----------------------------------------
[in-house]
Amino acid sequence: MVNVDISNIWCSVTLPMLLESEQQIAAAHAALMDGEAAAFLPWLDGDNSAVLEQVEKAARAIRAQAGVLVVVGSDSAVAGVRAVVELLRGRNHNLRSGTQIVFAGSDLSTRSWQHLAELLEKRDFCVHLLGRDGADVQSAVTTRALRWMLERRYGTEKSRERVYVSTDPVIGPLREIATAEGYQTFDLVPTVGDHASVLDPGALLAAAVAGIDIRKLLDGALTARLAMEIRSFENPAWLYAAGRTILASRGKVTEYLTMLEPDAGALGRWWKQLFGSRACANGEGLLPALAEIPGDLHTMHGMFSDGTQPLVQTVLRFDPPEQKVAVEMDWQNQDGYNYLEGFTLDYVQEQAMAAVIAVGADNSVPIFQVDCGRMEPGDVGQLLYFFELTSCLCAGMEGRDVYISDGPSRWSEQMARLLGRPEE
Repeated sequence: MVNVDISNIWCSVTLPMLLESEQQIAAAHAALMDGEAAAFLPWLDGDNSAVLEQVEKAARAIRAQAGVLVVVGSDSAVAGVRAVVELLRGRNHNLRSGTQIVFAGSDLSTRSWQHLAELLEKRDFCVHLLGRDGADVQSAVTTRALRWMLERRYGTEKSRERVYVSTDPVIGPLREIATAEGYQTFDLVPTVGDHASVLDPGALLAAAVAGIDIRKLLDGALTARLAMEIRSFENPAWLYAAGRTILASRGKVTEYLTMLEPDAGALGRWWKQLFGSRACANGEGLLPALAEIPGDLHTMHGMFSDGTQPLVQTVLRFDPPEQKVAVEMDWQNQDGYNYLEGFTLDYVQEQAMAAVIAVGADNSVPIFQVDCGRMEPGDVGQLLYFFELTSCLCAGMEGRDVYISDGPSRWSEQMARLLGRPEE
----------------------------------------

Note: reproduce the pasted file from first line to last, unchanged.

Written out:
[in-house]
Amino acid sequence: MVNVDISNIWCSVTLPMLLESEQQIAAAHAALMDGEAAAFLPWLDGDNSAVLEQVEKAARAIRAQAGVLVVVGSDSAVAGVRAVVELLRGRNHNLRSGTQIVFAGSDLSTRSWQHLAELLEKRDFCVHLLGRDGADVQSAVTTRALRWMLERRYGTEKSRERVYVSTDPVIGPLREIATAEGYQTFDLVPTVGDHASVLDPGALLAAAVAGIDIRKLLDGALTARLAMEIRSFENPAWLYAAGRTILASRGKVTEYLTMLEPDAGALGRWWKQLFGSRACANGEGLLPALAEIPGDLHTMHGMFSDGTQPLVQTVLRFDPPEQKVAVEMDWQNQDGYNYLEGFTLDYVQEQAMAAVIAVGADNSVPIFQVDCGRMEPGDVGQLLYFFELTSCLCAGMEGRDVYISDGPSRWSEQMARLLGRPEE
Repeated sequence: MVNVDISNIWCSVTLPMLLESEQQIAAAHAALMDGEAAAFLPWLDGDNSAVLEQVEKAARAIRAQAGVLVVVGSDSAVAGVRAVVELLRGRNHNLRSGTQIVFAGSDLSTRSWQHLAELLEKRDFCVHLLGRDGADVQSAVTTRALRWMLERRYGTEKSRERVYVSTDPVIGPLREIATAEGYQTFDLVPTVGDHASVLDPGALLAAAVAGIDIRKLLDGALTARLAMEIRSFENPAWLYAAGRTILASRGKVTEYLTMLEPDAGALGRWWKQLFGSRACANGEGLLPALAEIPGDLHTMHGMFSDGTQPLVQTVLRFDPPEQKVAVEMDWQNQDGYNYLEGFTLDYVQEQAMAAVIAVGADNSVPIFQVDCGRMEPGDVGQLLYFFELTSCLCAGMEGRDVYISDGPSRWSEQMARLLGRPEE